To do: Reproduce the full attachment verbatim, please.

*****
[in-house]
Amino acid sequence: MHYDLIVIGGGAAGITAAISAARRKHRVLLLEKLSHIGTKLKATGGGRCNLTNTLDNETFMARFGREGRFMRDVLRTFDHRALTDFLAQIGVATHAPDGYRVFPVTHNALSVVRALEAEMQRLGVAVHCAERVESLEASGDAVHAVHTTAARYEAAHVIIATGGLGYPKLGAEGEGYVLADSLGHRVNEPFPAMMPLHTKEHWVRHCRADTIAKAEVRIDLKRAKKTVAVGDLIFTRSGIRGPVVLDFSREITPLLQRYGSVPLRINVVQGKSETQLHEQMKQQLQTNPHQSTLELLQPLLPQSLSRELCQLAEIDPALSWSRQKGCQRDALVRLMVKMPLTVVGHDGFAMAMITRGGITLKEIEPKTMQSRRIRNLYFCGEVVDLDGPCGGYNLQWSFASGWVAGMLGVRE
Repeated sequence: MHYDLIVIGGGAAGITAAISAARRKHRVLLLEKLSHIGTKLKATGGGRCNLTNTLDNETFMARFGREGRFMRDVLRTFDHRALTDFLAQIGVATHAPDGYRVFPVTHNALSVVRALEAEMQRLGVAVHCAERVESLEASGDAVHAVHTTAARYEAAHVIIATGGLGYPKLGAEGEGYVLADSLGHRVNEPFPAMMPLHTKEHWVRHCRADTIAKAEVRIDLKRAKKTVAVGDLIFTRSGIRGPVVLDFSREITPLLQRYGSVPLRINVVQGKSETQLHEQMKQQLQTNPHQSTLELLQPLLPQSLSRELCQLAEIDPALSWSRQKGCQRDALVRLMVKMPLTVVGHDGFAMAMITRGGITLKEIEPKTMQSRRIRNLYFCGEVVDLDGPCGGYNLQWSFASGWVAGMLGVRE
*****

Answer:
[in-house]
Amino acid sequence: MHYDLIVIGGGAAGITAAISAARRKHRVLLLEKLSHIGTKLKATGGGRCNLTNTLDNETFMARFGREGRFMRDVLRTFDHRALTDFLAQIGVATHAPDGYRVFPVTHNALSVVRALEAEMQRLGVAVHCAERVESLEASGDAVHAVHTTAARYEAAHVIIATGGLGYPKLGAEGEGYVLADSLGHRVNEPFPAMMPLHTKEHWVRHCRADTIAKAEVRIDLKRAKKTVAVGDLIFTRSGIRGPVVLDFSREITPLLQRYGSVPLRINVVQGKSETQLHEQMKQQLQTNPHQSTLELLQPLLPQSLSRELCQLAEIDPALSWSRQKGCQRDALVRLMVKMPLTVVGHDGFAMAMITRGGITLKEIEPKTMQSRRIRNLYFCGEVVDLDGPCGGYNLQWSFASGWVAGMLGVRE
Repeated sequence: MHYDLIVIGGGAAGITAAISAARRKHRVLLLEKLSHIGTKLKATGGGRCNLTNTLDNETFMARFGREGRFMRDVLRTFDHRALTDFLAQIGVATHAPDGYRVFPVTHNALSVVRALEAEMQRLGVAVHCAERVESLEASGDAVHAVHTTAARYEAAHVIIATGGLGYPKLGAEGEGYVLADSLGHRVNEPFPAMMPLHTKEHWVRHCRADTIAKAEVRIDLKRAKKTVAVGDLIFTRSGIRGPVVLDFSREITPLLQRYGSVPLRINVVQGKSETQLHEQMKQQLQTNPHQSTLELLQPLLPQSLSRELCQLAEIDPALSWSRQKGCQRDALVRLMVKMPLTVVGHDGFAMAMITRGGITLKEIEPKTMQSRRIRNLYFCGEVVDLDGPCGGYNLQWSFASGWVAGMLGVRE